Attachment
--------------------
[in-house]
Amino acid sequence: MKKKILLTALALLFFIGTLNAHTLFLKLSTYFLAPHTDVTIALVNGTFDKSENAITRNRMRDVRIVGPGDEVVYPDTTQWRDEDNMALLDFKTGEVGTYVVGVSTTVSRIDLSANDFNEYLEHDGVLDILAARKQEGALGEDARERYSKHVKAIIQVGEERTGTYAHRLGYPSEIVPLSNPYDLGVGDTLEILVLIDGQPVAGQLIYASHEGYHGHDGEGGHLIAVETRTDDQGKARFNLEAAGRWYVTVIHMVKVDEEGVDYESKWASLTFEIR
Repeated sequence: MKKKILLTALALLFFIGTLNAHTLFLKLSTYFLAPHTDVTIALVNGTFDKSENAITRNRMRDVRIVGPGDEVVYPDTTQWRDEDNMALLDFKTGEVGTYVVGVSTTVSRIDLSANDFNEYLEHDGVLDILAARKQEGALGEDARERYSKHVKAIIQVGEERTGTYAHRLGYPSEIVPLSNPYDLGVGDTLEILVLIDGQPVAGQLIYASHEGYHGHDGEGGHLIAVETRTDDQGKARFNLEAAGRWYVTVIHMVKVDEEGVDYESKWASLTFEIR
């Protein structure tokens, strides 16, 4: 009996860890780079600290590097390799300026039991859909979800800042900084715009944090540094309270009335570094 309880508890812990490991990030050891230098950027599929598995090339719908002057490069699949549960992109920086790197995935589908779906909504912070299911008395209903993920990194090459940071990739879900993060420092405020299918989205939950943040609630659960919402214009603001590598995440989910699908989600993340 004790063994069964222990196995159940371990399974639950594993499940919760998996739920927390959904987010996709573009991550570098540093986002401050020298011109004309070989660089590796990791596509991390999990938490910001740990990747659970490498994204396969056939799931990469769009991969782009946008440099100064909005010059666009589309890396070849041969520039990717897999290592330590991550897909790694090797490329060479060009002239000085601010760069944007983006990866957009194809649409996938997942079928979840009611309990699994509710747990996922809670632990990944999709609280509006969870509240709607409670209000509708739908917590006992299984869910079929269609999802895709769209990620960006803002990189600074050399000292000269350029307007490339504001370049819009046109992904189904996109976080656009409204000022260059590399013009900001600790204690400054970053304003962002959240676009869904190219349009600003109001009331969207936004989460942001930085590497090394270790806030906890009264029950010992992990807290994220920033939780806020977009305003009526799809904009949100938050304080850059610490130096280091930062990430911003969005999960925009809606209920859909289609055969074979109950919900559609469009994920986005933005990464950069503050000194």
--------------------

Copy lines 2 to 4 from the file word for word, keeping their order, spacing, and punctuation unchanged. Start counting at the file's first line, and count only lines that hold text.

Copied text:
Amino acid sequence: MKKKILLTALALLFFIGTLNAHTLFLKLSTYFLAPHTDVTIALVNGTFDKSENAITRNRMRDVRIVGPGDEVVYPDTTQWRDEDNMALLDFKTGEVGTYVVGVSTTVSRIDLSANDFNEYLEHDGVLDILAARKQEGALGEDARERYSKHVKAIIQVGEERTGTYAHRLGYPSEIVPLSNPYDLGVGDTLEILVLIDGQPVAGQLIYASHEGYHGHDGEGGHLIAVETRTDDQGKARFNLEAAGRWYVTVIHMVKVDEEGVDYESKWASLTFEIR
Repeated sequence: MKKKILLTALALLFFIGTLNAHTLFLKLSTYFLAPHTDVTIALVNGTFDKSENAITRNRMRDVRIVGPGDEVVYPDTTQWRDEDNMALLDFKTGEVGTYVVGVSTTVSRIDLSANDFNEYLEHDGVLDILAARKQEGALGEDARERYSKHVKAIIQVGEERTGTYAHRLGYPSEIVPLSNPYDLGVGDTLEILVLIDGQPVAGQLIYASHEGYHGHDGEGGHLIAVETRTDDQGKARFNLEAAGRWYVTVIHMVKVDEEGVDYESKWASLTFEIR
């Protein structure tokens, strides 16, 4: 009996860890780079600290590097390799300026039991859909979800800042900084715009944090540094309270009335570094 309880508890812990490991990030050891230098950027599929598995090339719908002057490069699949549960992109920086790197995935589908779906909504912070299911008395209903993920990194090459940071990739879900993060420092405020299918989205939950943040609630659960919402214009603001590598995440989910699908989600993340 004790063994069964222990196995159940371990399974639950594993499940919760998996739920927390959904987010996709573009991550570098540093986002401050020298011109004309070989660089590796990791596509991390999990938490910001740990990747659970490498994204396969056939799931990469769009991969782009946008440099100064909005010059666009589309890396070849041969520039990717897999290592330590991550897909790694090797490329060479060009002239000085601010760069944007983006990866957009194809649409996938997942079928979840009611309990699994509710747990996922809670632990990944999709609280509006969870509240709607409670209000509708739908917590006992299984869910079929269609999802895709769209990620960006803002990189600074050399000292000269350029307007490339504001370049819009046109992904189904996109976080656009409204000022260059590399013009900001600790204690400054970053304003962002959240676009869904190219349009600003109001009331969207936004989460942001930085590497090394270790806030906890009264029950010992992990807290994220920033939780806020977009305003009526799809904009949100938050304080850059610490130096280091930062990430911003969005999960925009809606209920859909289609055969074979109950919900559609469009994920986005933005990464950069503050000194």